Magnetic Field Calculation for Parallel Wires

In summary, the conversation is about a problem involving two long parallel wires carrying current in the same direction and the calculation of the magnetic field at a point perpendicular to both wires. The person seeking help has attempted the problem but needs assistance due to missing classes. They are asked to show their work and use the righthand rule to draw the B-fields for each wire.
  • #1
Bavarian Rave
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0
The diagram (see picture) depicts two long horizontal straight parallel wires that are a distance d=20.36cm apart and each carries a current of 3.25A in the same direction, out of the page. What is the magnitude of the magnetic field at a point that is a perpendicular distance r=30.82cm from both wires?


While I have "attempted" this problem, i know my attempts are wrong. (having missed 2 days of classes due to illness, i am behind and my homework is due tomorrow). thanks for any help you can give.
 

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  • #2
You'll have to show us where your attempts go wrong so we know where to help you. Do you know the result for the magnetic field from an infinite wire?
 
Last edited:
  • #3
Bavarian Rave said:
The diagram (see picture) depicts two long horizontal straight parallel wires that are a distance d=20.36cm apart and each carries a current of 3.25A in the same direction, out of the page. What is the magnitude of the magnetic field at a point that is a perpendicular distance r=30.82cm from both wires?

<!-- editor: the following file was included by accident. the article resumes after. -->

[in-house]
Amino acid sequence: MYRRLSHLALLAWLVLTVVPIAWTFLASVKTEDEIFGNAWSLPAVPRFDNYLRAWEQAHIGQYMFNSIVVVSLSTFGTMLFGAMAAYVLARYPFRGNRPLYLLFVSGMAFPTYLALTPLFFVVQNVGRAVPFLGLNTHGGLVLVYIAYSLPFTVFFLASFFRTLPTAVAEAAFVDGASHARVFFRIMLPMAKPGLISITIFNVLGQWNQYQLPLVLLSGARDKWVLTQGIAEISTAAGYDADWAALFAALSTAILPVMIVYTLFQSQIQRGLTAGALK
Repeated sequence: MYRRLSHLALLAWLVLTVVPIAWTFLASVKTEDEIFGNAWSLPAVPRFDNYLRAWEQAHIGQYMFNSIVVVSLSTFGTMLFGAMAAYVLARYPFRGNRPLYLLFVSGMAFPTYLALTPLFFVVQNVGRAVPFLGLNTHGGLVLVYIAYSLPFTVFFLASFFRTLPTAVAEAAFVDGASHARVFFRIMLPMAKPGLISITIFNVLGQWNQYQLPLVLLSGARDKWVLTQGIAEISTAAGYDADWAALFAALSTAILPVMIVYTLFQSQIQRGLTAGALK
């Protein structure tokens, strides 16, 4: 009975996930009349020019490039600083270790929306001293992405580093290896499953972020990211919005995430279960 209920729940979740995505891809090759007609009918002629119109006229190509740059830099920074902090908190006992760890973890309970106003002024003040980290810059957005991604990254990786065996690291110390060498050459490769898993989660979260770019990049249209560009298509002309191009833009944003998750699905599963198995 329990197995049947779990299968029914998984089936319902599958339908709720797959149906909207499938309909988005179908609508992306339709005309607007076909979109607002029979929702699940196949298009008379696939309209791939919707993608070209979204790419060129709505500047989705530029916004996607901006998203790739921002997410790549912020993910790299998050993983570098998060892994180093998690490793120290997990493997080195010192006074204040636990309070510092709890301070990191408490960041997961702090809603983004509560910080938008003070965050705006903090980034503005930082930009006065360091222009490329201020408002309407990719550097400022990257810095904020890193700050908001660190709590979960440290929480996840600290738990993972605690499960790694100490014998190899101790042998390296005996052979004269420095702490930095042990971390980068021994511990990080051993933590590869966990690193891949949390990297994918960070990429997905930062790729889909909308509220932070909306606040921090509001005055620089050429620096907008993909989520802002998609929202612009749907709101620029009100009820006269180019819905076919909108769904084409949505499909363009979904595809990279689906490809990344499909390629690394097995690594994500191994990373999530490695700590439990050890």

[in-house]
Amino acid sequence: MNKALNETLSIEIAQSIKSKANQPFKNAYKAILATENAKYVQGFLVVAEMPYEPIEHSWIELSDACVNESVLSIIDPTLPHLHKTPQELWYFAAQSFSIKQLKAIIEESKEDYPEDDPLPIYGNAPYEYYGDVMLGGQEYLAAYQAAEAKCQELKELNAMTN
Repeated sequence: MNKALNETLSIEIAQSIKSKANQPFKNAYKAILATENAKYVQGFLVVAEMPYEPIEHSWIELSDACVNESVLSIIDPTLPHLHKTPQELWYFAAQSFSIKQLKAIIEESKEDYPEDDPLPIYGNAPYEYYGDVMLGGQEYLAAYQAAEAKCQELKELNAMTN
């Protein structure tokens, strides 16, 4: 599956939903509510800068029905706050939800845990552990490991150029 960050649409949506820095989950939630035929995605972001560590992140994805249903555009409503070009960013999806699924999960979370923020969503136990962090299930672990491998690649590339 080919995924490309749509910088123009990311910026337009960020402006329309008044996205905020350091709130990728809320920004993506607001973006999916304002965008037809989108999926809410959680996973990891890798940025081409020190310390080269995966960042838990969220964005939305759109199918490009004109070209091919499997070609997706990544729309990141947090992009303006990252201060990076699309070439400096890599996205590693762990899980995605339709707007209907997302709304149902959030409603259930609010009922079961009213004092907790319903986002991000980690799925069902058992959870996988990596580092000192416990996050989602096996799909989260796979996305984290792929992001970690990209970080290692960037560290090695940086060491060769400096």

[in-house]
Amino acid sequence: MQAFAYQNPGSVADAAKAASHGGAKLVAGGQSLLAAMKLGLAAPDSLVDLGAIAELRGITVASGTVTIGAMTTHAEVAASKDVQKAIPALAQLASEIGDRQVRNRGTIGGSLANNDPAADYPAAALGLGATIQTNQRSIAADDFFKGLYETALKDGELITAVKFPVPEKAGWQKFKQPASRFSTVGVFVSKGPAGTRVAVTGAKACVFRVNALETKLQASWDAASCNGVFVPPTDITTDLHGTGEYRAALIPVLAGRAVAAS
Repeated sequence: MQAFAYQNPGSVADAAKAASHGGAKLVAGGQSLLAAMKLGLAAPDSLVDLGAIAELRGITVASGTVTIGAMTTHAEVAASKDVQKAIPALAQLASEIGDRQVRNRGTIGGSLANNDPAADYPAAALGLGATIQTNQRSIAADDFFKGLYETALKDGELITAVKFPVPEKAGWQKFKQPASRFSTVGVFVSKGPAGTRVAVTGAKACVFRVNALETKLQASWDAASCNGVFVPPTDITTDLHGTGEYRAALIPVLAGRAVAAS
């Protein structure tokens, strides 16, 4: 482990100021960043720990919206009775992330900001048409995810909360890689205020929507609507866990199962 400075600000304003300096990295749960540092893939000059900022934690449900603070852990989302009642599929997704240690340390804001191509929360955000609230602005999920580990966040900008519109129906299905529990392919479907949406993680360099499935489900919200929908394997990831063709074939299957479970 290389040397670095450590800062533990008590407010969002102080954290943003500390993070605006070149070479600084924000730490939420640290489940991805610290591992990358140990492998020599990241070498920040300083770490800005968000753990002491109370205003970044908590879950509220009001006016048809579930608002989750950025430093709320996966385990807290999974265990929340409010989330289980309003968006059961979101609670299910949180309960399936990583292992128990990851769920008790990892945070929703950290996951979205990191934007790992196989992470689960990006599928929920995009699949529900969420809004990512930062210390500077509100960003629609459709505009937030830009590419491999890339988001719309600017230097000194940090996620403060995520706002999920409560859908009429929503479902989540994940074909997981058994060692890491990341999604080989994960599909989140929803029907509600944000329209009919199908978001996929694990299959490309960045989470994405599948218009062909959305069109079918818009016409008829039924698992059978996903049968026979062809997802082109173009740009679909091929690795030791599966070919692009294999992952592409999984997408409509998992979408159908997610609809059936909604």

While I have "attempted" this problem, i know my attempts are wrong. (having missed 2 days of classes due to illness, i am behind and my homework is due tomorrow). thanks for any help you can give.

Use the righthand rule to draw the B-fields for each wire. What directions do each field have at that point P? Draw the two vectors there, and add the two vectors in rectangular coordinates. Show us your work.

Welcome to the PF.
 

1. What is the purpose of parallel wires?

Parallel wires are used to create a circuit which allows electrical current to flow through them. This is necessary for many electronic devices to function properly.

2. How are parallel wires different from series wires?

In series wires, the electrical current flows through one wire, then through the next, and so on. In parallel wires, the current is split between two or more wires, allowing for more current to flow through the circuit.

3. What is the benefit of using parallel wires?

Using parallel wires allows for more current to flow through the circuit, which can be necessary for devices that require a large amount of power. It also allows for redundancy, as if one wire were to fail, the others can still carry the current.

4. Are there any disadvantages to using parallel wires?

One potential disadvantage of parallel wires is that they can introduce interference into a circuit, as the wires run parallel to each other and can cause electromagnetic fields to interact with each other.

5. How do I calculate the total resistance of parallel wires?

To calculate the total resistance of parallel wires, you can use the formula 1/Rt = 1/R1 + 1/R2 + 1/R3 + ... + 1/Rn, where Rt is the total resistance and R1-Rn are the individual resistances of each wire. This will give you the equivalent resistance of the parallel wires.

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